UK HealthCare

What to Know About the Recent Infant Formula Recall

baby feeding
PeopleImages | iStock / Getty Images Plus

The University of Kentucky Public Relations & Strategic Communications Office provides a weekly health column available for use and reprint by news media. This week's column is by George J. Fuchs III, M.D., chief of pediatric gastroenterology at Kentucky Children’s Hospital.

LEXINGTON, Ky. (March 21, 2022) — The Food and Drug Administration recently announced that certain infant formulas may potentially be contaminated with bacteria. The formulas, all manufactured at one factory in the United States, have been recalled. Five babies who received the formulas developed Cronobacter sakazakii or Salmonella​ newport infections. The recall only affects certain types of powered formulas, including both for healthy children and those with special medical needs.

If the formula you use has been recalled, or you’re not sure if it’s included in the recall, check the product number printed on the bottom of the container. Visit or call 1-800-986-8540 to see if your formula has been recalled. Stop feeding it to your baby and return it to the place where you purchased it to receive a refund.

If your formula has been recalled, you can switch to another brand, including store brands. Powdered formulas that are not included in the recall and ready-to-feed liquid formulas are still safe to use.

However, if your baby is receiving Similac PM 60/40, there is no other commercially available alternative. Your child’s primary care provider can direct you to a pediatric dietitian to help you make it from a recipe. If you are receiving WIC, your child’s pediatrician will need to approve a substitution.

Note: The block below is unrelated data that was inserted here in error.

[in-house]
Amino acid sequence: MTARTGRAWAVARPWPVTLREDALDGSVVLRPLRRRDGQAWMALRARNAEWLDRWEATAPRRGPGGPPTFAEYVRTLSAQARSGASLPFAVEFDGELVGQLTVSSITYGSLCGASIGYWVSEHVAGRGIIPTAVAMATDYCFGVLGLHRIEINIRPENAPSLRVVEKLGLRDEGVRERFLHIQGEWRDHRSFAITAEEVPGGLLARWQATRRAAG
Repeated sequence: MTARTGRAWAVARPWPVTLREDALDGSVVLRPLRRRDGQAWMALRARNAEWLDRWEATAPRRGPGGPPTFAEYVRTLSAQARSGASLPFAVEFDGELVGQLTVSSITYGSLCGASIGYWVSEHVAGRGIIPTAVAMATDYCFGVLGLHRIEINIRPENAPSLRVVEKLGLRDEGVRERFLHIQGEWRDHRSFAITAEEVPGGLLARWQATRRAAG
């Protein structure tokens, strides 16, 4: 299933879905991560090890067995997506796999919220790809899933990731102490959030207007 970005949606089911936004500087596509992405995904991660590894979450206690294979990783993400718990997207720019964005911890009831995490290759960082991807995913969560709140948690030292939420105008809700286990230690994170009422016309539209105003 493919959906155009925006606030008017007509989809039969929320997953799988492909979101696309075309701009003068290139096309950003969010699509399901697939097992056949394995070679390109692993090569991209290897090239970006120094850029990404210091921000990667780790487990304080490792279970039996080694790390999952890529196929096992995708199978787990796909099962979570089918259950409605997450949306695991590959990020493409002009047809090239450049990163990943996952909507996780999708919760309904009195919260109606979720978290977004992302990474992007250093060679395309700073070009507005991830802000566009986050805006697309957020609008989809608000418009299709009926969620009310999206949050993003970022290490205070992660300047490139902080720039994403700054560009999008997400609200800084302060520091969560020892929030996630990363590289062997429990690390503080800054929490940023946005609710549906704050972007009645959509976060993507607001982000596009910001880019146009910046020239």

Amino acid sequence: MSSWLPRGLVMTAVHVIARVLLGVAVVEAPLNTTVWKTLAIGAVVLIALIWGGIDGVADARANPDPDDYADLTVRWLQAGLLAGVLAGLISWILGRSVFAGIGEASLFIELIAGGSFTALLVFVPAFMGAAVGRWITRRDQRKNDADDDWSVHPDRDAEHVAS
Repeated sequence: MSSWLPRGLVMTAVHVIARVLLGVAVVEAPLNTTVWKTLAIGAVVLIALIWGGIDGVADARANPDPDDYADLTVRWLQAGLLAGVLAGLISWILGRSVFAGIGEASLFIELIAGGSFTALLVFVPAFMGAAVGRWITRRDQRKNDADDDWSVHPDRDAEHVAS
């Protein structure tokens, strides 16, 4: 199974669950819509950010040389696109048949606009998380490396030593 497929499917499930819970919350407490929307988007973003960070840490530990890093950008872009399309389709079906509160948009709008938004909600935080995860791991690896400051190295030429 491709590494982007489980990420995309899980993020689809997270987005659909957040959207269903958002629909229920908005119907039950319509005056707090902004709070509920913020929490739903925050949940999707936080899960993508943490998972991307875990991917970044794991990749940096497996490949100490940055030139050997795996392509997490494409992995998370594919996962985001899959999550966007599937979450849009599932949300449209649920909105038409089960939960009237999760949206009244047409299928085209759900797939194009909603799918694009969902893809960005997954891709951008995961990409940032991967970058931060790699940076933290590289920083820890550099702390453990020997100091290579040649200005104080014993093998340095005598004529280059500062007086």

Recent supply chain shortages due to the COVID-19 pandemic have made it difficult to find certain formulas. If you’re having trouble sourcing formula, your pediatrician or local WIC office may have some suggestions. Never water down formula to make it last longer; watering down formula is dangerous and can cause nutritional imbalances in your baby and lead to serious health problems.

Plant-based milk alternatives are not recommended for infants under 6 months of age at any time. Soy milk can be given to babies over 6 months of age for a few days, but always buy the kind that is fortified with protein and calcium. Make sure you change back to formula as soon as some is available. Avoid almond or other plant milks, as these are often low in protein and minerals.

And finally, be sure to check the formula cans carefully, as mixing instructions can be different for different formula brands. It’s also very important that formula is prepared in a clean environment with properly treated water and sterilized bottles to prevent contamination and risk of infection.

As the state’s flagship, land-grant institution, the University of Kentucky exists to advance the Commonwealth. We do that by preparing the next generation of leaders — placing students at the heart of everything we do — and transforming the lives of Kentuckians through education, research and creative work, service and health care. We pride ourselves on being a catalyst for breakthroughs and a force for healing, a place where ingenuity unfolds. It's all made possible by our people — visionaries, disruptors and pioneers — who make up 200 academic programs, a $476.5 million research and development enterprise and a world-class medical center, all on one campus.   

In 2022, UK was ranked by Forbes as one of the “Best Employers for New Grads” and named a “Diversity Champion” by INSIGHT into Diversity, a testament to our commitment to advance Kentucky and create a community of belonging for everyone. While our mission looks different in many ways than it did in 1865, the vision of service to our Commonwealth and the world remains the same. We are the University for Kentucky.